What’s still missing to make the graphic complete? Right! The meat behind the red arrows.

    Tasks of the programmer

    At first, to the known overloading of operators. I overloaded for the class MyDistance basic arithmetic (lines 15 – 28) and the output operator (lines 30 – 33). The operators are global functions and can use – thanks to their friendship – the internals of the class. I store in the private variable m the distance. The function getAverageDistance (lines 41 – 45) is applying the overloaded addition and division operator.

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    // distance.h
    
    #ifndef DISTANCE_H
    #define DISTANCE_H
    
    #include <iostream>
    #include <ostream>
    
    
    namespace Distance{
      class MyDistance{
        public:
          MyDistance(double i):m(i){}
    
          friend MyDistance operator+(const MyDistance& a, const MyDistance& b){
            return MyDistance(a.m + b.m);
          }
          friend MyDistance operator-(const MyDistance& a,const MyDistance& b){
            return MyDistance(a.m - b.m);
          }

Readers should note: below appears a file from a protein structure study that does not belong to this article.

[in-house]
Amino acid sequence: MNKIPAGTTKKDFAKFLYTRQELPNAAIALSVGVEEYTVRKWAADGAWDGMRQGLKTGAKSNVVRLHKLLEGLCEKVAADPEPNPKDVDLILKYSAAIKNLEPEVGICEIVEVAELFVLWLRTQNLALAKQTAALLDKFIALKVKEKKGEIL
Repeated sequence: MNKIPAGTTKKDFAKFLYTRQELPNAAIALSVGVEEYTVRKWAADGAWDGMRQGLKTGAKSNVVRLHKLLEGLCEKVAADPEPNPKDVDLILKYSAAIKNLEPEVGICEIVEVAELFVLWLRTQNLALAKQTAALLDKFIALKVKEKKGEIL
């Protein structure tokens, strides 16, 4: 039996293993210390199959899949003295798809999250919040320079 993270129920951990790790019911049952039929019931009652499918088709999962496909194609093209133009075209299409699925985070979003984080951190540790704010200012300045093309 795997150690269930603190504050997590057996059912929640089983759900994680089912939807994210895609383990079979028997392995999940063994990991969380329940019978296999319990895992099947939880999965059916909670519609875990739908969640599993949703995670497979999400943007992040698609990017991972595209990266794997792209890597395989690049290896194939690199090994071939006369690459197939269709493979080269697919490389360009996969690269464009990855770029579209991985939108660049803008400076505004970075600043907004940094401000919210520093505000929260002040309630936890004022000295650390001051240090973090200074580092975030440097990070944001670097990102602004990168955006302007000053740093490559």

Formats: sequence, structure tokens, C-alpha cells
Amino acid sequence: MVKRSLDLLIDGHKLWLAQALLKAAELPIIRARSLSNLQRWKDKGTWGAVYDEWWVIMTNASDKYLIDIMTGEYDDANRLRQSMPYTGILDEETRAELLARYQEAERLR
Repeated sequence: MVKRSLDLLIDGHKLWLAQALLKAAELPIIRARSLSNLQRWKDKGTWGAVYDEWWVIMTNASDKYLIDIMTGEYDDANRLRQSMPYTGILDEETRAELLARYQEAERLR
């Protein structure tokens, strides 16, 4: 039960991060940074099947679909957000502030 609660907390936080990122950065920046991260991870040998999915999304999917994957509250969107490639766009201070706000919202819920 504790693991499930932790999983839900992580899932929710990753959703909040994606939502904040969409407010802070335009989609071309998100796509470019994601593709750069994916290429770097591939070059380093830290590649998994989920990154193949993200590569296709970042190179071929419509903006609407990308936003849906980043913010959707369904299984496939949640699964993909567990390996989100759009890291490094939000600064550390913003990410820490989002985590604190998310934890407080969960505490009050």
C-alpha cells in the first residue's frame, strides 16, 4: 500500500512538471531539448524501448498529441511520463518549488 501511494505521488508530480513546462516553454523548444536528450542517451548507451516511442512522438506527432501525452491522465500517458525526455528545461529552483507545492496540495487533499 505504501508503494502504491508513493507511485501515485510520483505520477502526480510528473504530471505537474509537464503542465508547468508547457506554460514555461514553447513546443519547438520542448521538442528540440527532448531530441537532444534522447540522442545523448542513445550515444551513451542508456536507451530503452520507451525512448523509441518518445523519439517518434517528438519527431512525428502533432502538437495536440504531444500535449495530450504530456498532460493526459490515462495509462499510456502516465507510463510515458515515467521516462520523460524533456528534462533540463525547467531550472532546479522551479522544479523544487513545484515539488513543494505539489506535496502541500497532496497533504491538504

friend MyDistance operator*(double m, const MyDistance& a){ return MyDistance(m*a.m); } friend MyDistance operator/(const MyDistance& a, int n){ return MyDistance(a.m/n); } friend std::ostream& operator<< (std::ostream &out, const MyDistance& myDist){ out << myDist.m << " m"; return out; } private: double m; }; } Distance::MyDistance getAverageDistance(std::initializer_list<Distance::MyDistance> inList){ auto sum= Distance::MyDistance{0.0}; for (auto i: inList) sum = sum + i ; return sum/inList.size(); } #endif

     

    Shorter but more thrilling are the literal operators.

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    // unit.h
    
    #ifndef UNIT_H
    #define UNIT_H
    
    #include <distance.h>
    
    namespace Distance{
    
      namespace Unit{
        MyDistance operator "" _km(long double d){
          return MyDistance(1000*d);
        }
        MyDistance operator "" _m(long double m){
          return MyDistance(m);
        }
        MyDistance operator "" _dm(long double d){
          return MyDistance(d/10);
        }
        MyDistance operator "" _cm(long double c){
          return MyDistance(c/100);
        }
      }
    }
    
    #endif
    

     

    The literal operators take as an argument a long double and return a MyDistance object. MyDistance is automatically normalized to meters. And now? That was the whole functionality that the programmer has to provide.

    I ignored one big optimization potential in my program. Almost all operations can be performed at compile time; almost all objects can be instantiated at compile time. To make that happen, I must declare the operations and objects as constexpr.

    What’s next?

    You can define user-defined literals not only for floating-point numbers. You can do it for integers, characters, and C strings. In addition, C++ has two ways to do integers and floating-point numbers. One is called cooked, the other raw. I have a lot more to write about user-defined literals. Wait for the next post.